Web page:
5 common allergy myths: the truth behind allergies and intolerances

The human body is a wonderful thing. It can protect and even heal itself, but sometimes it can respond defensively to harmless foreign molecules and we recognise this reaction as an allergy. But as much as this kind of reaction is common knowledge, many myths surrounding allergies find their way into popular thinking about these apparently frequent conditions. Here we try to debunk some commonplace myths about allergies and intolerances

1. Food allergies are common

Around 20% of people claim to have a food allergy, whereas it's actually more like 4%. Allergy Clinic UK suggests always checking with your GP and asking for a test, if you suspect you have a food allergy.

2. Local honey will prevent hay fever

Dr John Costa (Livescience) says that "so far there have been no studies to conclusively show that ingesting local honey, as a method of building up tolerance, will prevent hay fever." Bees pollinate flowers, but the allergens that cause hay fever also come from trees, grasses and weeds.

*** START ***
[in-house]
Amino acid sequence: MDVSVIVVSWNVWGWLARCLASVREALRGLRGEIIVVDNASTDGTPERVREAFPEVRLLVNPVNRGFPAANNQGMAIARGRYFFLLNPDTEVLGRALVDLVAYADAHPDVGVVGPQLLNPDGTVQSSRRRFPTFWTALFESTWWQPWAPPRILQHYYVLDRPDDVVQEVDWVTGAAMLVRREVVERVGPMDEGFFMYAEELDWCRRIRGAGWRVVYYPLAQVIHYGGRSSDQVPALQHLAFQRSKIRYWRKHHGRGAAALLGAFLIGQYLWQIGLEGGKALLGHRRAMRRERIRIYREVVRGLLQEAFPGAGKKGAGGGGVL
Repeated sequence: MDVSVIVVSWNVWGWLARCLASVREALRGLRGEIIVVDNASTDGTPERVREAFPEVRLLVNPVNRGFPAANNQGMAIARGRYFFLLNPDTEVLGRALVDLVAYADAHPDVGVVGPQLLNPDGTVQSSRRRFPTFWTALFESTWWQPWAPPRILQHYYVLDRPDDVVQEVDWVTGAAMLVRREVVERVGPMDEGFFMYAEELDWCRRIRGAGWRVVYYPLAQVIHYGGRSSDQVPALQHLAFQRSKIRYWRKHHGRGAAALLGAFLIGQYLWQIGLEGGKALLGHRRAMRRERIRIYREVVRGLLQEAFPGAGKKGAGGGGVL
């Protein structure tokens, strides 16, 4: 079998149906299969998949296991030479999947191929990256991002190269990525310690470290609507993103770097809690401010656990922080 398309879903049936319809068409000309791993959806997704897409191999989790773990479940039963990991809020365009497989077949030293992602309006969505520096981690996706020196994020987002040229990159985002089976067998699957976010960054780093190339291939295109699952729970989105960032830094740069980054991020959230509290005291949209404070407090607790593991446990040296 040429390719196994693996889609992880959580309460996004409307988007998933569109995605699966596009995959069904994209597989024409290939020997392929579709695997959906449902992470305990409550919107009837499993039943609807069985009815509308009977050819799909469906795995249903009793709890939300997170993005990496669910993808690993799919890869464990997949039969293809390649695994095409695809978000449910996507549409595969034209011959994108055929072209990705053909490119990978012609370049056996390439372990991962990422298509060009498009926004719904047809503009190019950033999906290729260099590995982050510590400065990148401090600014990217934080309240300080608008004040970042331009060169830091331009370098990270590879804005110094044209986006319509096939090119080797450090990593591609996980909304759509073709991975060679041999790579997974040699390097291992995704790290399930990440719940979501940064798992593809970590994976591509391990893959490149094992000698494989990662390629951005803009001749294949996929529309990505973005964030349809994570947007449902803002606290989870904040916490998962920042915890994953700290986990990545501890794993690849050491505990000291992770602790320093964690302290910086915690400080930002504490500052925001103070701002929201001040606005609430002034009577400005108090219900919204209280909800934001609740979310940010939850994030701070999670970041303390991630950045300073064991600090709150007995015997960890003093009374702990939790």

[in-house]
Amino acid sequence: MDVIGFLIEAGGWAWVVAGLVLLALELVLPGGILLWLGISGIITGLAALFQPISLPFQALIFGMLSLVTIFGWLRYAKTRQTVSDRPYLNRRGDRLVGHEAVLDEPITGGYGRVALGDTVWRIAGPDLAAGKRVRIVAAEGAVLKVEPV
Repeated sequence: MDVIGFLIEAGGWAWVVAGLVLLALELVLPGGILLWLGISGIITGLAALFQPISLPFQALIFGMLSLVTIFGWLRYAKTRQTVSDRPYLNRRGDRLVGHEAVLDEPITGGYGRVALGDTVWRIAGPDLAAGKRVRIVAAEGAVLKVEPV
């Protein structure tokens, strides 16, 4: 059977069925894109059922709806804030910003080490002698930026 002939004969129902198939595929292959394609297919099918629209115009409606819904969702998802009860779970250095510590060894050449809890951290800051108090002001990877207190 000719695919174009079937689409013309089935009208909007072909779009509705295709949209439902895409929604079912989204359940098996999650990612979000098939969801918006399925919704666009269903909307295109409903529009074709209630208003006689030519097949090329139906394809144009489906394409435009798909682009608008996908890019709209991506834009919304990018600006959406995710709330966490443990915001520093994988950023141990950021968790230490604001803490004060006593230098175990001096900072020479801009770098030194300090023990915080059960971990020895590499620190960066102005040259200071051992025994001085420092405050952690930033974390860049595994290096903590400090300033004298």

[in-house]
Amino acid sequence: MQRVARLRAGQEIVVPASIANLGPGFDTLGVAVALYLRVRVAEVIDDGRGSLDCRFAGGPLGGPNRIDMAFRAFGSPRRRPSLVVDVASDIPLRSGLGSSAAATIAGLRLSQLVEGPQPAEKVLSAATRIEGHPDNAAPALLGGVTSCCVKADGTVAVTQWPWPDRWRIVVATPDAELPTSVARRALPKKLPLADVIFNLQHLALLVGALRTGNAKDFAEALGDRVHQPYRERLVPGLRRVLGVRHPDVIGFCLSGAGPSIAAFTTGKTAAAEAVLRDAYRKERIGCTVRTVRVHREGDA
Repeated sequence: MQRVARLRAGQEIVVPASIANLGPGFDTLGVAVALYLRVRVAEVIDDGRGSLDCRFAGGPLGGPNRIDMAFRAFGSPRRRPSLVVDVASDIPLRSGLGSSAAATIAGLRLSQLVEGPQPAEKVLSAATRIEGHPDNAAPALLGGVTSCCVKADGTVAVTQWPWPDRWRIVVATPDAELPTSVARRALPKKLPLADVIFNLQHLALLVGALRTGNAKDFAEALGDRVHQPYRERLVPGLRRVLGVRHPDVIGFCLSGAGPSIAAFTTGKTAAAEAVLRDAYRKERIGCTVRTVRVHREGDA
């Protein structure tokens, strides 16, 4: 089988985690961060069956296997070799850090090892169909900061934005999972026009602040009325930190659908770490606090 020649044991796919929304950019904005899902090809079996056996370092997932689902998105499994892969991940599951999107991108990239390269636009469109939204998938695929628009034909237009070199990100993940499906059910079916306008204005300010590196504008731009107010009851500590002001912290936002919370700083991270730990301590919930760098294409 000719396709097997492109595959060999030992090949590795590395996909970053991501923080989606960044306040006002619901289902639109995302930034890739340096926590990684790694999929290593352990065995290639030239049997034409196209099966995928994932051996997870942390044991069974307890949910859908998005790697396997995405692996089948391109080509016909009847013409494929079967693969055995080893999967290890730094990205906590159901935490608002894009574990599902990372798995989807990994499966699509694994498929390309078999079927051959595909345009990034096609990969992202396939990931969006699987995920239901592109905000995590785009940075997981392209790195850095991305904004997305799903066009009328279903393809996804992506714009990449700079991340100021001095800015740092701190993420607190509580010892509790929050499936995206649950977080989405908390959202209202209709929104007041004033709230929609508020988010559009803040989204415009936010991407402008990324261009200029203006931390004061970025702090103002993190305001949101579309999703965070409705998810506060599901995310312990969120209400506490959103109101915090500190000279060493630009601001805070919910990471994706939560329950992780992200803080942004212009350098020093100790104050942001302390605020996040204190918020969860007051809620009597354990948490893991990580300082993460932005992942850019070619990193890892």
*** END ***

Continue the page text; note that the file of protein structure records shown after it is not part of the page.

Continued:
3. Some pets can be hypoallergenic

Unfortunately there are no animals that can be considered hypoallergenic, or, 'less allergic'. According to the Anaphylaxis Campaign, a person with pet animal allergies is "hypersensitive to a substance produced by the animal, for example in the case of cat allergy, the major allergen is a glycoprotein that is found on cat hair, having been produced by the sweat, salivary and anal glands."

4. Gluten intolerance is coeliac disease

These conditions are not the same. Coeliac disease is an autoimmune disease which causes damage to the small intestine. Gluten intolerance is a reaction after ingesting gluten, found in wheat, barley and rye.

5. You can desensitise yourself to allergens

Some people believe that you can give a little bit to build up tolerance. This is not true. Allergies will be provoked by the exposure and this could be dangerous especially in children. While there are some studies taking place on this as a form of treatment, there is still no conclusive evidence to suggest that you can adjust over time.

So while most of us have had experience of allergies, perhaps a friend or family member, it is important to get the right advice and information before you label yourself as allergic, through either your GP or a regulated allergy health professional.


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